The college football world was buzzing late Saturday as the top two teams in the BCS standings both suffered their first loss of the season.
No. 1 Kansas State got rocked by Baylor while No. 2 Oregon lost at home in overtime to Stanford. In the process, Notre Dame vaulted into the top spot in the rankings and BCS standings.
Somewhere, Jim Delany was probably shaking his head.
Why would the Big Ten commissioner possibly care about this scenario, especially on a day his conference was on the verge of throwing the massive headache of expansion back in all of our faces?
Well, how about the fact it's Notre Dame, the school the Big Ten has coveted for years, that is in the top spot while his best team — Ohio State (11-0, No. 4 in AP Poll) — will spend the postseason in the principal's office?
It had to be an odd range of emotions around Big Ten central. They were certainly in the news Saturday with the talk of Maryland and Rutgers joining the conference.
But let's be honest, the expansion focus has always been about Notre Dame.
And now, in the past few weeks, the Irish have an agreement with the ACC, and now, they are the top team in the land.
There will likely be all kinds of love for the impending expansion that could be announced this week. We'll hear all about what Maryland and Rutgers bring to the Big Ten, though we will all understand it's more about putting the Big Ten Network in 14 million homes on the East Coast.
But all the while, Delany must be wondering what might have been. He's yearned for Notre Dame and its rich history, not to mention the campus is smack in the middle of Big Ten country.
It all made sense — Notre Dame to the Big Ten — except for the fact the Irish never seemed interested in the Big Ten.
Now the Irish are taking their 11 national championships and what's left of their independence by committing five games each season to the ACC. And did we mention they dissed Michigan in the process?
It was Notre Dame's final snub, its way of saying, so long, Big Ten, by dumping one of the conference's traditional powers.
It annoyed everyone at Michigan and it certainly irked Delany and his crew.
Now, it seems, the Irish are just rubbing it in.
OSU focuses on Michigan
Speaking of the Buckeyes, they continued their quest for the one thing they could hang their hats on this season.
No, not the Leaders Division title they clinched with Saturday's 21-14 overtime victory at Wisconsin, but the possibility of finishing unbeaten.
With Saturday's win, Ohio State is 11-0 with just its annual showdown with Michigan left on the schedule.
And if there was any doubt of where the focus lies for the Buckeyes, head coach Urban Meyer made it very clear just minutes after the Wisconsin victory.
"This was a great game against a very good team that's been to the Rose Bowl a bunch," Meyer said. "(But) this is not our rival. The next one is. So when you use that 'R-word,' we're talking about this week. We're going to dive into it as soon as we get back."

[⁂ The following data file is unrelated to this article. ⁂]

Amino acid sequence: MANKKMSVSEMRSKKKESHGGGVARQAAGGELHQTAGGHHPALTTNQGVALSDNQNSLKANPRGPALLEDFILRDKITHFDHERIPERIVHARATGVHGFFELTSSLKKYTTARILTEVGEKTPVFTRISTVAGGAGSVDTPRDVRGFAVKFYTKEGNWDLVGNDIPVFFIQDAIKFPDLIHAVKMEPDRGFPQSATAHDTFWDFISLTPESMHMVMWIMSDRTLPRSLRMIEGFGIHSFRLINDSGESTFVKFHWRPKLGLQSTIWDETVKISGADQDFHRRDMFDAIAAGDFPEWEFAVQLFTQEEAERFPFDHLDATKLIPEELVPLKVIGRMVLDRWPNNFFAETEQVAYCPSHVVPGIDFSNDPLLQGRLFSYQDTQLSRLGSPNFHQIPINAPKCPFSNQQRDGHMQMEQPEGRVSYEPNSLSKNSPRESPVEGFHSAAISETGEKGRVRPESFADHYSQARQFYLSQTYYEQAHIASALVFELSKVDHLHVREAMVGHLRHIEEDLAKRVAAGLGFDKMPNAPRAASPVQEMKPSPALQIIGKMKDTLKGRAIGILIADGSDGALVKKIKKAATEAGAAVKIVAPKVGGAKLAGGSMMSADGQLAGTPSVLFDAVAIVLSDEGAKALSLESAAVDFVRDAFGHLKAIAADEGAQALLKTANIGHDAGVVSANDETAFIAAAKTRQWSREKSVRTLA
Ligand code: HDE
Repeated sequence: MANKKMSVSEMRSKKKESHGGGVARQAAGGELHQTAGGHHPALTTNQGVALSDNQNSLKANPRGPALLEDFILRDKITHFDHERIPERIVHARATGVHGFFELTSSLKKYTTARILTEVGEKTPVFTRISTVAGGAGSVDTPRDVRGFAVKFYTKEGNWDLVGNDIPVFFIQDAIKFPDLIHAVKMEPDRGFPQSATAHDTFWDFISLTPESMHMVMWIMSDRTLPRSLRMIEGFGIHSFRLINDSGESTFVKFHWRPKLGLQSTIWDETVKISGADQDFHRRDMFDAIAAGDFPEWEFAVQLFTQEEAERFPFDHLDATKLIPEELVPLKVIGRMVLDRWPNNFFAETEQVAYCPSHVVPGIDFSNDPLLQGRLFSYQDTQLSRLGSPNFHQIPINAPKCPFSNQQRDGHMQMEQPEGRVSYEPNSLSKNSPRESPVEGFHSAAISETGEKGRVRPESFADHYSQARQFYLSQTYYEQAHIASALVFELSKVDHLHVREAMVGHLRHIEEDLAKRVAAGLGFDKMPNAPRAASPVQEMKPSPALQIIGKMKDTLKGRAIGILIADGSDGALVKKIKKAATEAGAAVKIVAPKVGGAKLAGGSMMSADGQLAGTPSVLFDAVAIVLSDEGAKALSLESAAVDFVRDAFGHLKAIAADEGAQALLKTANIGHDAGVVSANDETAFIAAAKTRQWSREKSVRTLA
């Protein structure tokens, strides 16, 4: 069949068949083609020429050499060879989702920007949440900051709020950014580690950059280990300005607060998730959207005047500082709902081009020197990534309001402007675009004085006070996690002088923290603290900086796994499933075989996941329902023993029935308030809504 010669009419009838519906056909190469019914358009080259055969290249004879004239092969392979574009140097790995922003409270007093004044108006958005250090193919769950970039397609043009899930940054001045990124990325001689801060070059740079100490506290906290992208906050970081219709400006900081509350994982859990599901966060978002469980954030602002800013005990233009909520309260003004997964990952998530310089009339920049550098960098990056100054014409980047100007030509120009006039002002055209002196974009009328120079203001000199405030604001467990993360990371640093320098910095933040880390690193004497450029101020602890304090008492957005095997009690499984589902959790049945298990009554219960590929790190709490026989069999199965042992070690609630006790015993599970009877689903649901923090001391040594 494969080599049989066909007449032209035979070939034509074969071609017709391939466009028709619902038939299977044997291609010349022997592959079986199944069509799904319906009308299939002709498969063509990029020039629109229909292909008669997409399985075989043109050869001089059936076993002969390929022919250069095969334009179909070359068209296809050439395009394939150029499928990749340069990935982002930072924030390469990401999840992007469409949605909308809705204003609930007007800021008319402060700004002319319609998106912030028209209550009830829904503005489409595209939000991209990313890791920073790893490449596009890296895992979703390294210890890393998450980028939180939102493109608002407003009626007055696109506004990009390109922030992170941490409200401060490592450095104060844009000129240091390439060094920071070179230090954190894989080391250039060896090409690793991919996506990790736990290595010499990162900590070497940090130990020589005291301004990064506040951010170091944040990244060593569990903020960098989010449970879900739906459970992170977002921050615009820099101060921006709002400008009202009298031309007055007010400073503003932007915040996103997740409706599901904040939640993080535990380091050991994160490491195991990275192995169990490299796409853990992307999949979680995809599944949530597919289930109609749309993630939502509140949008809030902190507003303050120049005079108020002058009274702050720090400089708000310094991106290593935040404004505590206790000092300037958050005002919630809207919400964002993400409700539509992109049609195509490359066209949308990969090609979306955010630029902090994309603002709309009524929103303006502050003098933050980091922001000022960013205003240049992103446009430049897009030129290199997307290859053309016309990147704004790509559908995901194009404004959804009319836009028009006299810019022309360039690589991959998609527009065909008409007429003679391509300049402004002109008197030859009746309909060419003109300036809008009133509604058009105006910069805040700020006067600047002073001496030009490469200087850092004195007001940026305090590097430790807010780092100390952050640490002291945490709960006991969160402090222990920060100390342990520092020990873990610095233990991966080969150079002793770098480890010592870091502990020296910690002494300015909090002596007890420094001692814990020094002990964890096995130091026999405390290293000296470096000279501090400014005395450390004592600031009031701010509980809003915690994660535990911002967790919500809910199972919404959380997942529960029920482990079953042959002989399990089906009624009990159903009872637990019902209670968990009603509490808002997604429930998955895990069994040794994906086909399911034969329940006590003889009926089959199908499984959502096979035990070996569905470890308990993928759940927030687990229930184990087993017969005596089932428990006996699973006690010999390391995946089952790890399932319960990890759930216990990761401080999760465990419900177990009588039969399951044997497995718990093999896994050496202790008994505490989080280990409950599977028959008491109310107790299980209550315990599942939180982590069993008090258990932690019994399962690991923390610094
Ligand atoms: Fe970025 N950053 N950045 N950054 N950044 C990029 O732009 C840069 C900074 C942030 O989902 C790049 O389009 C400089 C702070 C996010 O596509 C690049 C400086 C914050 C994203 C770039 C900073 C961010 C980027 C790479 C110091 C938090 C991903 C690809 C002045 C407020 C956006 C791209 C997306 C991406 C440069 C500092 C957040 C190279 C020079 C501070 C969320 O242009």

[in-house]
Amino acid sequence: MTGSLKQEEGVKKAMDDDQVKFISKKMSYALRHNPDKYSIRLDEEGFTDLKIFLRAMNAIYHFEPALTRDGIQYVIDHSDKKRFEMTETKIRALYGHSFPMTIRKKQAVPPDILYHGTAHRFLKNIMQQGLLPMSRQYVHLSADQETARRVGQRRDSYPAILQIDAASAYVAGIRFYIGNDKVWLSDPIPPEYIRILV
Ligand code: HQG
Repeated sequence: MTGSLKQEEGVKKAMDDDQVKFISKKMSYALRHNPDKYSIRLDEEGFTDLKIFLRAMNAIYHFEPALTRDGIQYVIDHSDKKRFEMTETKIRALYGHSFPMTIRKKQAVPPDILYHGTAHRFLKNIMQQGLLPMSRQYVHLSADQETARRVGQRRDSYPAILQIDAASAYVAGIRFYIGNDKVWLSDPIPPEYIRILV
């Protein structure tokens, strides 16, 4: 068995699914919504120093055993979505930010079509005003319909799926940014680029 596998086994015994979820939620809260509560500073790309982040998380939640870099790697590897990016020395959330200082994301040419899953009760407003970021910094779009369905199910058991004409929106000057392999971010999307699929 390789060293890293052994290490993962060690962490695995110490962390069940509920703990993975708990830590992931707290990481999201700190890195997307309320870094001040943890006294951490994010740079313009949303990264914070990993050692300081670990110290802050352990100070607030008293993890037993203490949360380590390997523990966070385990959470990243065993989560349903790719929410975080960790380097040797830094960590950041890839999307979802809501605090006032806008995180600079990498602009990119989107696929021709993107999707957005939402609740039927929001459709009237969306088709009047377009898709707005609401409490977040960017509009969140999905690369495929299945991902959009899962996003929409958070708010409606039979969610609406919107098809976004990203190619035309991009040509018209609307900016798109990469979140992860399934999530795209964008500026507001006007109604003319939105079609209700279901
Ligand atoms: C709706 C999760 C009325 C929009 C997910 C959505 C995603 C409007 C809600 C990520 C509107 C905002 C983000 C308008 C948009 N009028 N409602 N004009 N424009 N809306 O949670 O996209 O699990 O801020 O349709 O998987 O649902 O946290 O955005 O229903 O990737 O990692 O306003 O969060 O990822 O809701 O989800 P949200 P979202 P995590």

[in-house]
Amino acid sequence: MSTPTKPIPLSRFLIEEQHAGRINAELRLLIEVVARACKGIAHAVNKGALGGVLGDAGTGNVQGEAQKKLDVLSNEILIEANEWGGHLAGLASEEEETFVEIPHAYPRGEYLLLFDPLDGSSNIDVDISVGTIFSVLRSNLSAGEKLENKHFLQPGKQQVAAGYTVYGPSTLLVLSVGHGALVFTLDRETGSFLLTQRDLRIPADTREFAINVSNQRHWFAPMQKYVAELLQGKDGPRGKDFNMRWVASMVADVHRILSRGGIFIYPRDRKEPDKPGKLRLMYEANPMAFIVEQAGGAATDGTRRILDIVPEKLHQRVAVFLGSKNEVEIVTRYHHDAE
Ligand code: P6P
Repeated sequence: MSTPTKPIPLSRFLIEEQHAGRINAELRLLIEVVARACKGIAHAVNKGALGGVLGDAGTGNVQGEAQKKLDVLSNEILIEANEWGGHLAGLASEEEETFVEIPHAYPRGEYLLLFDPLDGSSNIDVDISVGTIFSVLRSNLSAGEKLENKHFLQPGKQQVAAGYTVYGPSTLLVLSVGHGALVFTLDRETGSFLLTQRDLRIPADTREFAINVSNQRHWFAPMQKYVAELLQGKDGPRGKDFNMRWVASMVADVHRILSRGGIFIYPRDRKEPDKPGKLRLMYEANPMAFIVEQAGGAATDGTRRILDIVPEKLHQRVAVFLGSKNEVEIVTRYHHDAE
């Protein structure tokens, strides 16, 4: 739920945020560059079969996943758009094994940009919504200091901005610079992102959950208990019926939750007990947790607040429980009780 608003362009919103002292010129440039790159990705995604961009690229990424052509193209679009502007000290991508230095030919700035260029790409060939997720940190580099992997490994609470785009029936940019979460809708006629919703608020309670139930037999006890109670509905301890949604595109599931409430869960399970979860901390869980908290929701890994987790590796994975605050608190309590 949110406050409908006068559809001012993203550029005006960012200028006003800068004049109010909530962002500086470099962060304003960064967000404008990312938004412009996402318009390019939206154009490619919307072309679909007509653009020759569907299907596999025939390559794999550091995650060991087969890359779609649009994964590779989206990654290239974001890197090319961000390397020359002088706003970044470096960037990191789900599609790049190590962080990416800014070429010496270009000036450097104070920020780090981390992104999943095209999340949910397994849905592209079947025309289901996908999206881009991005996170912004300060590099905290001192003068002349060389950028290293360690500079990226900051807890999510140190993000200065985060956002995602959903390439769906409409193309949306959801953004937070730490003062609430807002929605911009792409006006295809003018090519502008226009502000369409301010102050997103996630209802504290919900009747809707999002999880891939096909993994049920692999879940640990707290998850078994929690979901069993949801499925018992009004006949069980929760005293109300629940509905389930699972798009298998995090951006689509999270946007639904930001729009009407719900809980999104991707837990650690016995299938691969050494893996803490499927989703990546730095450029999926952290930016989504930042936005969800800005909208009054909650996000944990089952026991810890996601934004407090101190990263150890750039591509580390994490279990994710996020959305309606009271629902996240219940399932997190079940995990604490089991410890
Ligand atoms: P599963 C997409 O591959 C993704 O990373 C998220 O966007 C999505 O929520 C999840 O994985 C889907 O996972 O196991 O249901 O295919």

Again, it means nothing in terms of standings, unless you consider the fact an Ohio State victory would eliminate any hope of a Legends Division title for Michigan.
But this game, as everyone knows, is about more than division titles.
The Buckeyes will celebrate the win over Wisconsin, but will quickly turn all their attention on Michigan.
"We can talk about it now," Meyer said of clinching the Leaders Division. "We've kind of put a muzzle on it. They're going to get a ring. They're champions of their side. If you're going to keep score, you want to be a champion. Our guys did that.
"But we all understand that'll go on the shelf for a while for this one game."
Huskers hitting their stride
The Leaders Division race is settled — Ohio State wins the title while Wisconsin goes to the Big Ten Championship game.
But over in the Legends Division, things are still up in the air.
Michigan is holding out hope. If the Wolverines can win at Ohio State and Nebraska loses at Iowa, the Wolverines go to the title game.
However, the way Nebraska is playing, it doesn't appear Michigan will have much to say about it.
The Huskers rolled over Minnesota this week and are hitting their stride.
"I haven't seen Ohio State and those people, but I've certainly seen Wisconsin and Nebraska on film and thought at this time they're playing as good of football as anyone in the Big Ten," Minnesota coach Jerry Kill said. "They certainly proved that today."
An interesting note came out of the game. Taylor Martinez , the quarterback with the worst throwing form in the history of college football, became Nebraska's career passing leader.
He completed his first six passes Saturday and finished 21-of-29. He increased his career passing yards to 6,140, passing Zac Taylor 's mark of 5,850 yards in 2005-06.
"It's awesome," Martinez said, "because there are so many great quarterbacks who have gone through here."